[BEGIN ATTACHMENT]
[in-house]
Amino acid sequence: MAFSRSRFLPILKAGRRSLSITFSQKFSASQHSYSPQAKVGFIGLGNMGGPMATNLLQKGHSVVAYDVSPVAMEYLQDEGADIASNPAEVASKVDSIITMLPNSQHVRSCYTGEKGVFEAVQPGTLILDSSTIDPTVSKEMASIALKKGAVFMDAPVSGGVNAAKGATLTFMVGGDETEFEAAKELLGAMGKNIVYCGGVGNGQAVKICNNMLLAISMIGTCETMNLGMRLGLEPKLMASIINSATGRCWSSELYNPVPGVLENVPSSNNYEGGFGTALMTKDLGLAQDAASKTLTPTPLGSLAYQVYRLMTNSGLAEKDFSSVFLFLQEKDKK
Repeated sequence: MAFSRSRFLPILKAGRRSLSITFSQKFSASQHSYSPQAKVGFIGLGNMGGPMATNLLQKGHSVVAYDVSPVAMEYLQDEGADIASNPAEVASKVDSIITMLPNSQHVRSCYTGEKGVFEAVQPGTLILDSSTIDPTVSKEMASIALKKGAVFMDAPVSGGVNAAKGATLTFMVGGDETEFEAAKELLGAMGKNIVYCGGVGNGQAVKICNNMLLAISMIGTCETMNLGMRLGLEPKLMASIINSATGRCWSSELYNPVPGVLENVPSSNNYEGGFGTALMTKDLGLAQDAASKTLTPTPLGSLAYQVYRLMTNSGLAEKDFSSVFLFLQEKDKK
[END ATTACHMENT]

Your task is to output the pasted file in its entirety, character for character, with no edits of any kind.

[in-house]
Amino acid sequence: MAFSRSRFLPILKAGRRSLSITFSQKFSASQHSYSPQAKVGFIGLGNMGGPMATNLLQKGHSVVAYDVSPVAMEYLQDEGADIASNPAEVASKVDSIITMLPNSQHVRSCYTGEKGVFEAVQPGTLILDSSTIDPTVSKEMASIALKKGAVFMDAPVSGGVNAAKGATLTFMVGGDETEFEAAKELLGAMGKNIVYCGGVGNGQAVKICNNMLLAISMIGTCETMNLGMRLGLEPKLMASIINSATGRCWSSELYNPVPGVLENVPSSNNYEGGFGTALMTKDLGLAQDAASKTLTPTPLGSLAYQVYRLMTNSGLAEKDFSSVFLFLQEKDKK
Repeated sequence: MAFSRSRFLPILKAGRRSLSITFSQKFSASQHSYSPQAKVGFIGLGNMGGPMATNLLQKGHSVVAYDVSPVAMEYLQDEGADIASNPAEVASKVDSIITMLPNSQHVRSCYTGEKGVFEAVQPGTLILDSSTIDPTVSKEMASIALKKGAVFMDAPVSGGVNAAKGATLTFMVGGDETEFEAAKELLGAMGKNIVYCGGVGNGQAVKICNNMLLAISMIGTCETMNLGMRLGLEPKLMASIINSATGRCWSSELYNPVPGVLENVPSSNNYEGGFGTALMTKDLGLAQDAASKTLTPTPLGSLAYQVYRLMTNSGLAEKDFSSVFLFLQEKDKK